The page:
Part 1 of this post outlined the setup of sqlmap and finding the databases on a backend. We were able to discover that there were 2 databases lying on the backend namely information_schema and webscantest as shown below,

screen-shot-2017-01-11-at-22-58-21

Let’s try to find out what tables are present in the webscantest database. We will execute the following the command to do so,

screen-shot-2017-01-12-at-23-56-21

Once again, after spewing a lot of output, it presents us with the list of the following tables,

screen-shot-2017-01-12-at-23-56-48

Now, just stop here at a second and reflect on the fact that we started with a web app with sql storage and now we are seeing how the data in the app is structurally stored. Our next step should obviously be to find the data in the accounts table, guessing by the name of which, should be storing user account details, via the following command,

screen-shot-2017-01-13-at-00-04-38

And Voila, We have the keys to the castle :).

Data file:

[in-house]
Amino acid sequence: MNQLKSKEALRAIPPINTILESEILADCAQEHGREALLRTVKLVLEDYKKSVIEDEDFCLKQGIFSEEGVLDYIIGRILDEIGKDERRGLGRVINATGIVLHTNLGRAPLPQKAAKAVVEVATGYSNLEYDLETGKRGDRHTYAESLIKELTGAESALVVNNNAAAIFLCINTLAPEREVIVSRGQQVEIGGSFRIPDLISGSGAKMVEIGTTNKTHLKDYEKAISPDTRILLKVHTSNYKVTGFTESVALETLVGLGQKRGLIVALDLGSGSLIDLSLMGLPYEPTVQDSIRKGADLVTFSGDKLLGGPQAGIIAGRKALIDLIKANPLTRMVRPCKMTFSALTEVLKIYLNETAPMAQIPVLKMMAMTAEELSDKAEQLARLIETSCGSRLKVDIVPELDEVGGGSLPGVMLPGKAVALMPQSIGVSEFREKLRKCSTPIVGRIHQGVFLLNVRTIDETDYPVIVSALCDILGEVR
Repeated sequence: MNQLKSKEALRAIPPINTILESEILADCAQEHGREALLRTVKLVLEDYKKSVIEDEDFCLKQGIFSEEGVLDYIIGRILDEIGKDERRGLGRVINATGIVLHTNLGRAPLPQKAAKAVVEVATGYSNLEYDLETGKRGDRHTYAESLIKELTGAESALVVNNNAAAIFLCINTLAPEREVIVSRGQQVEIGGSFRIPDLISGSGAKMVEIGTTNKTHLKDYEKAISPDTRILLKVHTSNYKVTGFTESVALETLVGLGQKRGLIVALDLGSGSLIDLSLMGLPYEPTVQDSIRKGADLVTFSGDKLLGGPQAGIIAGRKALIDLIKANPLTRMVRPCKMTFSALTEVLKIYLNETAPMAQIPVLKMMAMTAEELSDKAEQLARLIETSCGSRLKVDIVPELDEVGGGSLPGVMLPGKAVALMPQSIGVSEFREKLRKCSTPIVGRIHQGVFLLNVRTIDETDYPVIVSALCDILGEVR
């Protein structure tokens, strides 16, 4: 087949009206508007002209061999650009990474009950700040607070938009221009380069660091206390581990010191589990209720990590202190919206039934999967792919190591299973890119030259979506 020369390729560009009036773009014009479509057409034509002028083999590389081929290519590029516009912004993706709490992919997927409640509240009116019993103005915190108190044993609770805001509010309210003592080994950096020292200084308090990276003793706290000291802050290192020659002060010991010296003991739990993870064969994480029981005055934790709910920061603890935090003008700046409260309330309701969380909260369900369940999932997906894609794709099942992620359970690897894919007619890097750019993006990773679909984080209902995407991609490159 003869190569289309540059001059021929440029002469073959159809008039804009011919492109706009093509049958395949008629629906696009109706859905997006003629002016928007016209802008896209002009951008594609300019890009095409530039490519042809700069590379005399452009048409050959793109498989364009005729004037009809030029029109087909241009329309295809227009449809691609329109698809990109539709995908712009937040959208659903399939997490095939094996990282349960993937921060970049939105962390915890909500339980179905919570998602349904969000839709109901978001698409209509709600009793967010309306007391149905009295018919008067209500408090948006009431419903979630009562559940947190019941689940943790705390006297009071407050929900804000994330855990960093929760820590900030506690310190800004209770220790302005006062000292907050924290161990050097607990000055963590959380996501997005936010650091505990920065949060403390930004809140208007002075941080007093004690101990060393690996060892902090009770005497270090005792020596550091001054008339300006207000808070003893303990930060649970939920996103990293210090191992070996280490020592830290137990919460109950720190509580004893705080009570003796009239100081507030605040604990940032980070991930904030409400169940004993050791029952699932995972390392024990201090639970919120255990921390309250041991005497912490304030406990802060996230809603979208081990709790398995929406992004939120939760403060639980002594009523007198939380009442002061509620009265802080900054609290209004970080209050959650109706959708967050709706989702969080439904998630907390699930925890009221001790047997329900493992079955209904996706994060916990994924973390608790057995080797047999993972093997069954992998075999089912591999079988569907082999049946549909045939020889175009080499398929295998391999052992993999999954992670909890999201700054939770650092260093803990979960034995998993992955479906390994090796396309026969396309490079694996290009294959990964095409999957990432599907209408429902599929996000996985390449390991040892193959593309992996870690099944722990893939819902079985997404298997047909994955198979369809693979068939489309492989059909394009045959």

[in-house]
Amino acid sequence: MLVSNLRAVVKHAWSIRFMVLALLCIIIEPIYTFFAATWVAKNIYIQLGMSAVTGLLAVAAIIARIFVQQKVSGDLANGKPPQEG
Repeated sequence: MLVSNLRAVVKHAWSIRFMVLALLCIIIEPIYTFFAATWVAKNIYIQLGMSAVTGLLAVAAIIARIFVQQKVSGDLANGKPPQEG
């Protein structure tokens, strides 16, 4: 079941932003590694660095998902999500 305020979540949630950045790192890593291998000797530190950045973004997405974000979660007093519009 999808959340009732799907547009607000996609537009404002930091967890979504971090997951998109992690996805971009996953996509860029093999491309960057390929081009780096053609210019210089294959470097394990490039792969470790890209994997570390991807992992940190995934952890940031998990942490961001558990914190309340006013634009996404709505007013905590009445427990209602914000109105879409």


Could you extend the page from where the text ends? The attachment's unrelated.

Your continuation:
screen-shot-2017-01-13-at-00-05-10

We will not cover breaking the password hash in this writeup, but I’ll add a hint: Sqlmap can help you with that too.

This covers how sqlmap actually works and what is needed to break into a vulnerable sql storage. Of course, this was done on a test web app but all the techniques still hold good for all the vulnerable sql implementations out there.

A word of caution: Sqlmap is a powerful tool and with great power comes great responsibility. Sqlmap should be used with caution and for responsible disclosure only.

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